Fall is an incredible season to visit the Great Smoky Mountains with the beautiful Gatlinburg fall colors, crisp air, crafts, harvest festivals and more. If you have never visited Gatlinburg TN in October or early November, then you are missing out on an amazing experience.

Figuring out when the Gatlinburg fall colors will peak can be very tricky, and requires predicting the weather a little bit, too. A good rule of thumb that defines a brilliant fall is dry weather with cool (not freezing) temperatures in October. There are obviously other factors, but the cool temperatures will make the fall even more stunning in the Smokies. Colors usually peak around the last half of October with the higher elevations changing color first and the colors trickling down into the valley.

So, how can you figure out if the Gatlinburg fall colors are peaking just in time for your visit? And when is the best time to visit in the fall? We can help!

Road winding through the Smoky MounatinsInside Tips for Planning Your Visit to See Gatlinburg Fall Colors

  • Check out the views from more than just the national park hiking trails, too. You can see the Gatlinburg fall colors from all over the area. Try visiting the Gatlinburg Space Needle or riding on the Gatlinburg Aerial Tramway for the best views of the colors!
  • Prepare for lots of colors! The Great Smoky Mountains National Park will be changing colors, but there are other places to see the fall colors, too, like the Dollywood Harvest Festival.
  • Keep in mind that it’s going to be busy! If you visit Gatlinburg TN on the weekend, you’re likely to encounter many more people visiting the area. If you want to visit during a time when there are not as many people in the area, try planning to visit on a weekday!

Fall in the Smoky MountainsThe GSMNP site (Great Smoky Mountains National Park) keeps the most up-to-date information about all of the Gatlinburg fall colors throughout the season. They offer:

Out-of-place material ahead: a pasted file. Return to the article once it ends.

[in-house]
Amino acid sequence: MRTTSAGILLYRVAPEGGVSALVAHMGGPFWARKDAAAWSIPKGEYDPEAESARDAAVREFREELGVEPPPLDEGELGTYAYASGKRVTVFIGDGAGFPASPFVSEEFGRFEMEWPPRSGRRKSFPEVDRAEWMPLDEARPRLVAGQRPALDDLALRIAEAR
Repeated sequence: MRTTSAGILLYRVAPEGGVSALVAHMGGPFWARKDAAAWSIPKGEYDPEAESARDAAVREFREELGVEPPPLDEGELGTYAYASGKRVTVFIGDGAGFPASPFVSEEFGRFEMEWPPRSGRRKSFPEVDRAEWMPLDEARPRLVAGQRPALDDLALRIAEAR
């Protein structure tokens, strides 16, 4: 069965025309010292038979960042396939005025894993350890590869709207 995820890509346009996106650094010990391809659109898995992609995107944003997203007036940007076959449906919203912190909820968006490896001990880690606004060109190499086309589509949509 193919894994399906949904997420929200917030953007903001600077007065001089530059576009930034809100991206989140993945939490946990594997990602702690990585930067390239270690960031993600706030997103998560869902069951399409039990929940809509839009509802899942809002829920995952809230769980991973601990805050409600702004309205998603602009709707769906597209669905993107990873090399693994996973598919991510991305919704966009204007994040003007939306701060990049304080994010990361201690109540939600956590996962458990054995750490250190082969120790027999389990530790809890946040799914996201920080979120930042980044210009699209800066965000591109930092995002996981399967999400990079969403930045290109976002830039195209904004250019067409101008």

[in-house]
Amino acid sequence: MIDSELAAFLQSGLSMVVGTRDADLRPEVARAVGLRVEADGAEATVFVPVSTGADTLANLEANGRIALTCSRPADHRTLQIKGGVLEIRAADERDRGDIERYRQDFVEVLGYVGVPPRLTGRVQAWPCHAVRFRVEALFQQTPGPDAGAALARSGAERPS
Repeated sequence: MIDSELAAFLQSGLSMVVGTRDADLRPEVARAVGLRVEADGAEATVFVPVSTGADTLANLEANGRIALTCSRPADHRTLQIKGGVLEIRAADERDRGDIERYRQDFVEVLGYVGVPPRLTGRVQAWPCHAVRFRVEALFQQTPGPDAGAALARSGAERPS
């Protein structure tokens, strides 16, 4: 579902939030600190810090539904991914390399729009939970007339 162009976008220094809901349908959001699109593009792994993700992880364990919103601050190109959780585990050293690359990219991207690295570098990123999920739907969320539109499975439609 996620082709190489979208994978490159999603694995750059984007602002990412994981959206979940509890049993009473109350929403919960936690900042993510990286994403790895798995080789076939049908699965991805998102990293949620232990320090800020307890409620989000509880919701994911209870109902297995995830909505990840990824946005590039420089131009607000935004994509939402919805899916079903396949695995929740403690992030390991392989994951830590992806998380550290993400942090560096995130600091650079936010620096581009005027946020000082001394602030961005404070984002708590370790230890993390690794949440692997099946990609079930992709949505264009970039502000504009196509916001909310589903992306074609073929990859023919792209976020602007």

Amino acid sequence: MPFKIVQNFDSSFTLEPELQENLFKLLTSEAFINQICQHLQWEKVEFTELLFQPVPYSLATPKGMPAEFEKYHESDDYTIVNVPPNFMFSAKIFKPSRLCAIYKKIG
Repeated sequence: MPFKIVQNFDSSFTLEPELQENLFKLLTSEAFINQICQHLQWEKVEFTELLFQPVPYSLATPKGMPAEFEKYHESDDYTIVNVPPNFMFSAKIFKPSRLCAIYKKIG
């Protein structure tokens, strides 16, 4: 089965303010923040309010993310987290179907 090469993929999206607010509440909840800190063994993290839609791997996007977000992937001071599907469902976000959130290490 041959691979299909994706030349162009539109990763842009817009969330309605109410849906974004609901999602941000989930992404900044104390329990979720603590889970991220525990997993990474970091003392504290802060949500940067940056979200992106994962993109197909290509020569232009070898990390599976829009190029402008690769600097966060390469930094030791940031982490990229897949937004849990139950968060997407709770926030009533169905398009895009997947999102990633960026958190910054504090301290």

• Gatlinburg fall colors facts
  • Information on why and how the leaves change colors
  • Updates about the best times to visit the area for the fall color changes
  • Helpful information for planning your visit to the Smoky Mountains

You can also jump straight to the site’s information specific to fall foliage.

Ready to start planning your Gatlinburg vacation? Make sure to check out all of the best places to stay in Gatlinburg TN, so you can get the best view of the Gatlinburg fall colors every time you step outside!

Parking in Gatlinburg

Everyone knows Gatlinburg is a walking town, so where do you leave your car?

One of the biggest issues on any trip to Gatlinburg is where to park. Although Gatlinburg is a small town, it must accommodate the needs of thousands of businesses and their employees during the week. To say that parking is at a premium would be putting it lightly. The city has plenty of parking lots and garages but you do have to pay to park. FREE parking can be found along River Road in Gatlinburg, but you have to get there early to get a spot, or just be lucky. There is also the mass transit option. While parking remains an issue in Gatlinburg, the city has provided several options.

Parking lots in Gatlinburg can be found quite easily. There are some lots that are run by the businesses next to them or run as businesses themselves, and some that are owned by the city. The city-owned lots are larger and the prices are the same from lot to lot. There are also two parking garages in Gatlinburg, one beside Ripley’s Aquarium and one located at traffic light No. 3. These two garages provide a lot more parking space compared to how much space they actually take up. On River Road there are several privately owned parking lots. Unlike the public lots, which are based on one flat rate, the privately owned lots sometimes have deals depending on how long you are in the lot. If you are just staying for a little while or visiting just one location you may want to check the private lots out.

River Road is the land of free parking. From the traffic light beside Ripley’s Aquarium you can turn down River Road. The parking is along the right hand side and runs almost all the way down the road with very few exceptions. To get parking along River Road you need to get there early or be lucky. Most locals that work in Gatlinburg and arrive early, park on River Road. If you are headed to Gatlinburg for breakfast it might be worth a trip down River Road to see if there is a space open. If you come in late there is still a chance as people come and go all day long in Gatlinburg.